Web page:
Faith & Reason: And she would say, sweetly, `Let them eat Prozac'

If pain could be abolished, would there be any need for religion? Andrew Brown suggests the question is not so simple: the symptoms of an illness may be part of its cure.
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The Independent Online
In the United States, six million dollars a day are spent on Prozac. This is probably very little compared to what will soon be spent on sophisticated antidepressants; there is a ferocious research effort going on to find drugs which modify brain chemistry in similar ways, and the rewards are huge. No one knows exactly why or how these substances have their effects: we know how they change the chemical balance of the brain, but not why that should in turn produce a change in mood seven or ten days later. And we may discover that they have long-term effects that are most undesirable. But it is at least possible that we are heading for a world in which mental pain will be as controllable as physical pain.

If this comes about, the effects on religion will be immense. What on earth would religions do if there were no suffering to redeem or understand? What on earth would atheists do if the believers could smile at them with exasperating forbearance and explain that God had made Prozac and rendered obsolete all these arguments about the suffering of innocents?

I heard this prediction of a pain-free world at one of the Darwin Seminars run by the London School of Economics. They are fascinating on all sorts of levels. This one was on the question of evolutionary medicine, which, in an agreeable twist to the history of ideas, has reintroduced teleology to respectable science. I don't want to get into the vexed question of how much and how many of the just-so stories produced by this sort of thinking are true. It is enough to realise that there will be good reasons for many of the body's reactions in illness. The symptoms of an illness may in other words be part of its cure, just as the swelling around a wound is a mark of the immune system at work.

The best example given by Randolph Nesse was that of morning sickness during pregnancy, which is so widespread and so unpleasant that it seems natural to a Darwinian that it must have concomitant benefits. These appear to be an avoidance of all sorts of food which might harm the developing foetus at its most sensitive stage: coffee is a very familiar example. All sorts of plants with interesting effects become repulsive to pregnant women; and this, by a circuitous route, brings us back to drugs.

The question Dr Nesse raised was whether depression and sadness might not be in their way as adaptive as morning sickness. Certainly, reactive depression can be a warm and comforting sort of chrysalis in which to pupate. It can be a perfectly sensible way to react to loss and suffering, at least for a while. So if drugs are found that control or abolish the symptoms of depression, there is some danger that they might also diminish its healing effects.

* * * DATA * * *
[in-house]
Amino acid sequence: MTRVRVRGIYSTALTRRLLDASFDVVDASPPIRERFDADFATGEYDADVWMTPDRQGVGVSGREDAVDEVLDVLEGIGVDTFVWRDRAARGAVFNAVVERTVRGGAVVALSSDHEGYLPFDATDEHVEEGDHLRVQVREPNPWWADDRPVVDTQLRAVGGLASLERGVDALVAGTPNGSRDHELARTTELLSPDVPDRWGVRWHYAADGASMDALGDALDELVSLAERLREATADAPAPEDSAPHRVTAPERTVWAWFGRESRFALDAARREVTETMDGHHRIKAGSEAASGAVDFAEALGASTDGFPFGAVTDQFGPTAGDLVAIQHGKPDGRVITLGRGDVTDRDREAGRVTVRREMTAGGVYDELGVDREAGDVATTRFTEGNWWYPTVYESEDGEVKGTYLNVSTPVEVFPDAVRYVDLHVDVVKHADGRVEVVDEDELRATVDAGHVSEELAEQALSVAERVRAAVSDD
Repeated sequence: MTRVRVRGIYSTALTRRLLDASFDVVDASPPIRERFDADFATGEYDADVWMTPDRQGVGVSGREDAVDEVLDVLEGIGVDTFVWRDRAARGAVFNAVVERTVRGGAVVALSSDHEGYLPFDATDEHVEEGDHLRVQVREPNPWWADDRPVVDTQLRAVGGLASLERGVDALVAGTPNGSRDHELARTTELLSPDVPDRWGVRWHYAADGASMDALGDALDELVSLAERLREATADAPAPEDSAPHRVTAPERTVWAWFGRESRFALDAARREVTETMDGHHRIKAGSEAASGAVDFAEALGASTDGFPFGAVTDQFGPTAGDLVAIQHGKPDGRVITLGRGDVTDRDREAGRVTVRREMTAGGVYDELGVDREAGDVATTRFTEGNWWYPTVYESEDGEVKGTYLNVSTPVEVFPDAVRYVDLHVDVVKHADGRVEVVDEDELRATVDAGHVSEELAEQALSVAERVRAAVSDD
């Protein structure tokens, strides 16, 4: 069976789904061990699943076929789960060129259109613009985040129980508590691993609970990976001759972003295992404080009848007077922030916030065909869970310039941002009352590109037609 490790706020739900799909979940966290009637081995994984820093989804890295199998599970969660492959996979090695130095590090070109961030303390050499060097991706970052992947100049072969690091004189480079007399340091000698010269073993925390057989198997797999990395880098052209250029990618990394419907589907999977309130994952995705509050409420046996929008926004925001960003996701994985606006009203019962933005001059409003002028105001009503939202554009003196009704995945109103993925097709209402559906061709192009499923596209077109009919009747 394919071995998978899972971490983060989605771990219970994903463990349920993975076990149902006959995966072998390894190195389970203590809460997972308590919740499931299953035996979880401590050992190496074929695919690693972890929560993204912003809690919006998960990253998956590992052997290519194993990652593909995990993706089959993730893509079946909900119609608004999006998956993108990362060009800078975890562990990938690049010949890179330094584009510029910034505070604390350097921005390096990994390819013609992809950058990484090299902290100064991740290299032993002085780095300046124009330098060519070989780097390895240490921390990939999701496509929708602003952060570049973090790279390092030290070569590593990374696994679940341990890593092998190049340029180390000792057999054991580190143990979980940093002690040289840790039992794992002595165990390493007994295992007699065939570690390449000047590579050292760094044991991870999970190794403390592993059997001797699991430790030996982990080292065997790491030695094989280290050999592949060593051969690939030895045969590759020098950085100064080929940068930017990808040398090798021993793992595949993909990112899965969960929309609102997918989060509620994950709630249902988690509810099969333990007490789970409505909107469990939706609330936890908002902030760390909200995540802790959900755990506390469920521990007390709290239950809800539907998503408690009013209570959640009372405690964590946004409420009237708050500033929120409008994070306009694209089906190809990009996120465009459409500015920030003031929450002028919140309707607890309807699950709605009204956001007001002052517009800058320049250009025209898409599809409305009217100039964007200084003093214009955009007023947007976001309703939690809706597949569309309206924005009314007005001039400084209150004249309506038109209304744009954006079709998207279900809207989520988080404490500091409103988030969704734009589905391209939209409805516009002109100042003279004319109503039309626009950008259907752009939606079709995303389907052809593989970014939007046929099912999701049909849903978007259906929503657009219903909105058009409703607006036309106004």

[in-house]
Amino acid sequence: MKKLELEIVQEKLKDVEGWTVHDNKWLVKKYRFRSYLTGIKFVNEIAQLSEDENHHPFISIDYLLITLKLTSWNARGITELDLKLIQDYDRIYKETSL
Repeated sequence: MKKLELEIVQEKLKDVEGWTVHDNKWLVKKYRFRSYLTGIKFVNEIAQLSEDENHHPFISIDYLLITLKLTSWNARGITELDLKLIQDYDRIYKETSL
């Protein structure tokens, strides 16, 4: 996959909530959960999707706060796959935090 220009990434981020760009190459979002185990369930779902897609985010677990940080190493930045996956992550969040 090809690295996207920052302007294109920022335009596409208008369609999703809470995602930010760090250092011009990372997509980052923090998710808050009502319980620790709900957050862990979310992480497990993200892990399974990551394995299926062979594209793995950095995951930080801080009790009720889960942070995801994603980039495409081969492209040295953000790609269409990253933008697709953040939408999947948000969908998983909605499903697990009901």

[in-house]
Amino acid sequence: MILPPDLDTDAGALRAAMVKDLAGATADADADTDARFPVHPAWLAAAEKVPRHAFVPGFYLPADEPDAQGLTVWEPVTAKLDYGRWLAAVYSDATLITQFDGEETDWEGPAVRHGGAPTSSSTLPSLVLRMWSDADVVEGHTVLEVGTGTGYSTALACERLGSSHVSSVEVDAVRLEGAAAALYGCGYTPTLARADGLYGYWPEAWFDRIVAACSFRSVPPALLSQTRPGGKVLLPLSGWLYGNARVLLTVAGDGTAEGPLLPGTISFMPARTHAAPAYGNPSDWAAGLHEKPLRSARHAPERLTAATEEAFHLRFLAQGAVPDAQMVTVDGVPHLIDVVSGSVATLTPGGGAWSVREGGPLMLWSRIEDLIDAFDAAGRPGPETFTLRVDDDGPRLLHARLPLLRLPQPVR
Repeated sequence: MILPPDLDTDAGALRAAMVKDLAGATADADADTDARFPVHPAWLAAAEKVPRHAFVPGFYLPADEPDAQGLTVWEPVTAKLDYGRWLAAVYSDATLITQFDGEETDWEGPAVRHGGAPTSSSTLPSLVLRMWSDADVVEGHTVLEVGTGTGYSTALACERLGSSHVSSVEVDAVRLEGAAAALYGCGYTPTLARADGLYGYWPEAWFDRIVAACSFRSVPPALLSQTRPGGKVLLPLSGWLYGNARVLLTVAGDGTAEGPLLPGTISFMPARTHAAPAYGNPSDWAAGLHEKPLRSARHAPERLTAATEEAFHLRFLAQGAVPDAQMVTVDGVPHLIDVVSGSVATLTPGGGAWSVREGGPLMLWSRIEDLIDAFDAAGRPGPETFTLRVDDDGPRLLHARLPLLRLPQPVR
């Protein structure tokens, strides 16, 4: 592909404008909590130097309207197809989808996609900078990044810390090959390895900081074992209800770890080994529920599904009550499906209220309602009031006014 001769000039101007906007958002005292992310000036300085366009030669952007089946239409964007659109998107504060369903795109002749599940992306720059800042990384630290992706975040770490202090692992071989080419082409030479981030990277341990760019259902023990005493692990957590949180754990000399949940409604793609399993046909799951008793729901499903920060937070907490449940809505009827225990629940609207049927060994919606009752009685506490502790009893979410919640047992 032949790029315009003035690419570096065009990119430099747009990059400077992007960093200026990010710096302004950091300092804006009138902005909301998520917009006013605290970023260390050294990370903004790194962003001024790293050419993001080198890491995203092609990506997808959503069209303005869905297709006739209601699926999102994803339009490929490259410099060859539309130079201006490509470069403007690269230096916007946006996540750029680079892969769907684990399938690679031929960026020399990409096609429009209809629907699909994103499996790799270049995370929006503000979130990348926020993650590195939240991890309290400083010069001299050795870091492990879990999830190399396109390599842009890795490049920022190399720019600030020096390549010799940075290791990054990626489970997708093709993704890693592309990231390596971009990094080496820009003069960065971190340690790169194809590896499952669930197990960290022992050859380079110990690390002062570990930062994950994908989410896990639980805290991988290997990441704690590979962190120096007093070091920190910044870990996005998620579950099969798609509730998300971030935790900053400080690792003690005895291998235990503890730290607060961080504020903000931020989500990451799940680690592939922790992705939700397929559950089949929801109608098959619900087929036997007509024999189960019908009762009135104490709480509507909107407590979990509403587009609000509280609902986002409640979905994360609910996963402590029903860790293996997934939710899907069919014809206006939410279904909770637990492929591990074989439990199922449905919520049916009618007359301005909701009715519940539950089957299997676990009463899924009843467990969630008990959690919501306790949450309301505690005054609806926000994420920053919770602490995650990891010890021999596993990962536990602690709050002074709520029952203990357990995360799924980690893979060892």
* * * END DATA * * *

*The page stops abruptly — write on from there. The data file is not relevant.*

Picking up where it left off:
To some extent we have been here before: at one stage in the Sixties it seemed to people that mood could be indefinitely controlled with the relatively cruder instruments that people then had, and that mystical experiences could simply be dialled into with LSD or similar drugs. But the idea is perennially attractive. Dr Nesse claimed that the earliest vessels found by archaeologists were always for fermenting in, to make alcohol. Malt has always done more than Milton to justify the ways of God (and Baal and the Goddess) to man. But it has hardly diminished the religious impulse.

This might be because alcohol is a deeply imperfect drug. It causes huge amounts of suffering, whether from hangovers, drunkenness, or the dreadful solipsism of addiction. If only some drug could be found that cheered without any of those side-effects, perhaps things would be different. Perhaps, with Prozac, they already are. People thought that about ecstasy, too, for a while, yet the fashion seems to have moved on. Yet, even if a drug were found that was affordable, at least for the middle classes, reliable, and safely abolished unhappiness in the way that heroin can abolish pain, I don't see that it would abolish religion. It would merely make it more fatuous.

The point is that human beings are not so constituted that they could really be cheerful while believing that the world was going to hell all around them. If their mood were permanently upbeat, so would their picture of the world be. A modern Marie Antoinette could look at the starving poor and say as sweetly and sincerely as her predecessor "Let them eat Prozac". And then perhaps it would turn out that a concentration on death and hell in religion was, in its way, as salutary and health-giving as depression.